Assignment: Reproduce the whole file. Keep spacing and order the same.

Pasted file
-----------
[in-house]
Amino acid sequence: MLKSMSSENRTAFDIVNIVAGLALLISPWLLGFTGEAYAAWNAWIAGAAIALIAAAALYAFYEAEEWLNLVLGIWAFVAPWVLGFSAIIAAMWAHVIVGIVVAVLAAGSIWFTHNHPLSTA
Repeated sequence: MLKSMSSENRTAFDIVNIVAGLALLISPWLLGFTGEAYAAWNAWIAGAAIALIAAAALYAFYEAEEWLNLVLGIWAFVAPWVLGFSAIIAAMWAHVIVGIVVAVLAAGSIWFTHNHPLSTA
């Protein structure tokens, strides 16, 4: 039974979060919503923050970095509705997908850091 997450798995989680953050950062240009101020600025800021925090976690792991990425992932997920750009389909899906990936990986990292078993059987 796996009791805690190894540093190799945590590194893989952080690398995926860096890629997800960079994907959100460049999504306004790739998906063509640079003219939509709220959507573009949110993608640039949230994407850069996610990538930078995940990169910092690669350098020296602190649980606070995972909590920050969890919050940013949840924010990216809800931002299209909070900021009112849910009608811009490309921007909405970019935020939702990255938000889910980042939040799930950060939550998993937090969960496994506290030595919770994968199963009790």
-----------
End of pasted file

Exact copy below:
[in-house]
Amino acid sequence: MLKSMSSENRTAFDIVNIVAGLALLISPWLLGFTGEAYAAWNAWIAGAAIALIAAAALYAFYEAEEWLNLVLGIWAFVAPWVLGFSAIIAAMWAHVIVGIVVAVLAAGSIWFTHNHPLSTA
Repeated sequence: MLKSMSSENRTAFDIVNIVAGLALLISPWLLGFTGEAYAAWNAWIAGAAIALIAAAALYAFYEAEEWLNLVLGIWAFVAPWVLGFSAIIAAMWAHVIVGIVVAVLAAGSIWFTHNHPLSTA
């Protein structure tokens, strides 16, 4: 039974979060919503923050970095509705997908850091 997450798995989680953050950062240009101020600025800021925090976690792991990425992932997920750009389909899906990936990986990292078993059987 796996009791805690190894540093190799945590590194893989952080690398995926860096890629997800960079994907959100460049999504306004790739998906063509640079003219939509709220959507573009949110993608640039949230994407850069996610990538930078995940990169910092690669350098020296602190649980606070995972909590920050969890919050940013949840924010990216809800931002299209909070900021009112849910009608811009490309921007909405970019935020939702990255938000889910980042939040799930950060939550998993937090969960496994506290030595919770994968199963009790």